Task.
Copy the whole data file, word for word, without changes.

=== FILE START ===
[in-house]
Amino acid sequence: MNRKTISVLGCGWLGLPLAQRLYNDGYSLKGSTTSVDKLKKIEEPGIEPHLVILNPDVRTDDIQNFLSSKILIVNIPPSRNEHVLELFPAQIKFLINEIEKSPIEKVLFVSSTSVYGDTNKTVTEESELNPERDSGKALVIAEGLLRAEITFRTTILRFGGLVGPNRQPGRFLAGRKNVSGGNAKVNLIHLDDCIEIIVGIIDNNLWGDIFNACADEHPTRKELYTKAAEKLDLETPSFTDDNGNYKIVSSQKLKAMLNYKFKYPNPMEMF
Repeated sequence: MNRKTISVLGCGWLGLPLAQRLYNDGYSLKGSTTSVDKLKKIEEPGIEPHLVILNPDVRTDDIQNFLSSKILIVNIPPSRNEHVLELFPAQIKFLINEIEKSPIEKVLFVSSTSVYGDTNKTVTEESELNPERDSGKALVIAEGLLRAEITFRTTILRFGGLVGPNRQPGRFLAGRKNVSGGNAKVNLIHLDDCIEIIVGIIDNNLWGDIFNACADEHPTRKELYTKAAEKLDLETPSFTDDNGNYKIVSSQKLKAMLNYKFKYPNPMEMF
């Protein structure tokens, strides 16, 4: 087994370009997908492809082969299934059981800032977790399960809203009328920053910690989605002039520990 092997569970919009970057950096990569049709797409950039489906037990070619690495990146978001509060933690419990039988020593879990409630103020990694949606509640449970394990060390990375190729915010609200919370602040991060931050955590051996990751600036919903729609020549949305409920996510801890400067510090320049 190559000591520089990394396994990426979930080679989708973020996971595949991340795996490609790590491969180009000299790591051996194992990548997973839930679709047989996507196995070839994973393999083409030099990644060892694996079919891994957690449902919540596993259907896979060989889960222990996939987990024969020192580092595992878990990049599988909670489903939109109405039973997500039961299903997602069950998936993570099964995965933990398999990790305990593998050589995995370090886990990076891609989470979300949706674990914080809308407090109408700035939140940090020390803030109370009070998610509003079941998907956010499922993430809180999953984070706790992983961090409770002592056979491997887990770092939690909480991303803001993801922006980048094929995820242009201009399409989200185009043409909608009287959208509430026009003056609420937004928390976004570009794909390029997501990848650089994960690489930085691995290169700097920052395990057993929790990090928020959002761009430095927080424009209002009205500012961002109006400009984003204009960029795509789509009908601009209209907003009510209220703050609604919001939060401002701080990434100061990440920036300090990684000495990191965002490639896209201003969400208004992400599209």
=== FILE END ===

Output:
[in-house]
Amino acid sequence: MNRKTISVLGCGWLGLPLAQRLYNDGYSLKGSTTSVDKLKKIEEPGIEPHLVILNPDVRTDDIQNFLSSKILIVNIPPSRNEHVLELFPAQIKFLINEIEKSPIEKVLFVSSTSVYGDTNKTVTEESELNPERDSGKALVIAEGLLRAEITFRTTILRFGGLVGPNRQPGRFLAGRKNVSGGNAKVNLIHLDDCIEIIVGIIDNNLWGDIFNACADEHPTRKELYTKAAEKLDLETPSFTDDNGNYKIVSSQKLKAMLNYKFKYPNPMEMF
Repeated sequence: MNRKTISVLGCGWLGLPLAQRLYNDGYSLKGSTTSVDKLKKIEEPGIEPHLVILNPDVRTDDIQNFLSSKILIVNIPPSRNEHVLELFPAQIKFLINEIEKSPIEKVLFVSSTSVYGDTNKTVTEESELNPERDSGKALVIAEGLLRAEITFRTTILRFGGLVGPNRQPGRFLAGRKNVSGGNAKVNLIHLDDCIEIIVGIIDNNLWGDIFNACADEHPTRKELYTKAAEKLDLETPSFTDDNGNYKIVSSQKLKAMLNYKFKYPNPMEMF
């Protein structure tokens, strides 16, 4: 087994370009997908492809082969299934059981800032977790399960809203009328920053910690989605002039520990 092997569970919009970057950096990569049709797409950039489906037990070619690495990146978001509060933690419990039988020593879990409630103020990694949606509640449970394990060390990375190729915010609200919370602040991060931050955590051996990751600036919903729609020549949305409920996510801890400067510090320049 190559000591520089990394396994990426979930080679989708973020996971595949991340795996490609790590491969180009000299790591051996194992990548997973839930679709047989996507196995070839994973393999083409030099990644060892694996079919891994957690449902919540596993259907896979060989889960222990996939987990024969020192580092595992878990990049599988909670489903939109109405039973997500039961299903997602069950998936993570099964995965933990398999990790305990593998050589995995370090886990990076891609989470979300949706674990914080809308407090109408700035939140940090020390803030109370009070998610509003079941998907956010499922993430809180999953984070706790992983961090409770002592056979491997887990770092939690909480991303803001993801922006980048094929995820242009201009399409989200185009043409909608009287959208509430026009003056609420937004928390976004570009794909390029997501990848650089994960690489930085691995290169700097920052395990057993929790990090928020959002761009430095927080424009209002009205500012961002109006400009984003204009960029795509789509009908601009209209907003009510209220703050609604919001939060401002701080990434100061990440920036300090990684000495990191965002490639896209201003969400208004992400599209």